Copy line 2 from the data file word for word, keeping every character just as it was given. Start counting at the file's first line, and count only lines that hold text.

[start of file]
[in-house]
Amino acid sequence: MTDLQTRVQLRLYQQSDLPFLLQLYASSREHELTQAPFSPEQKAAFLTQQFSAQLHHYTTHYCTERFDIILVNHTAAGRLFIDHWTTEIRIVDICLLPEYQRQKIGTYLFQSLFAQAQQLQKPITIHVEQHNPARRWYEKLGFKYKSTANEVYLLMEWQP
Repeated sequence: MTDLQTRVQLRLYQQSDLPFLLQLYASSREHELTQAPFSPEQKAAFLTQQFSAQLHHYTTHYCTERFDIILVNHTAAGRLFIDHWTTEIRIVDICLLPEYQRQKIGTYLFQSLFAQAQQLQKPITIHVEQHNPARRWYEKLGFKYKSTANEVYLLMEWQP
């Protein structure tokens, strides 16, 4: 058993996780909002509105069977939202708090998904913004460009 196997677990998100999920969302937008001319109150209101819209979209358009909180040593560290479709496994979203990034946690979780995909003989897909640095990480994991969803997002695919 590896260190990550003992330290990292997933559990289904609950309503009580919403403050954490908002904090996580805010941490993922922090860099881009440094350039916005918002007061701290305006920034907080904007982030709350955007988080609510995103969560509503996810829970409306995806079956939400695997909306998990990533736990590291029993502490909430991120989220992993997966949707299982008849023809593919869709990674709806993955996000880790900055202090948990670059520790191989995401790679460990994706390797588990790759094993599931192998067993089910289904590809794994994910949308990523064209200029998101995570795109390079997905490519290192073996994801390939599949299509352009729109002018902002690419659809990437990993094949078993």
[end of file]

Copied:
Amino acid sequence: MTDLQTRVQLRLYQQSDLPFLLQLYASSREHELTQAPFSPEQKAAFLTQQFSAQLHHYTTHYCTERFDIILVNHTAAGRLFIDHWTTEIRIVDICLLPEYQRQKIGTYLFQSLFAQAQQLQKPITIHVEQHNPARRWYEKLGFKYKSTANEVYLLMEWQP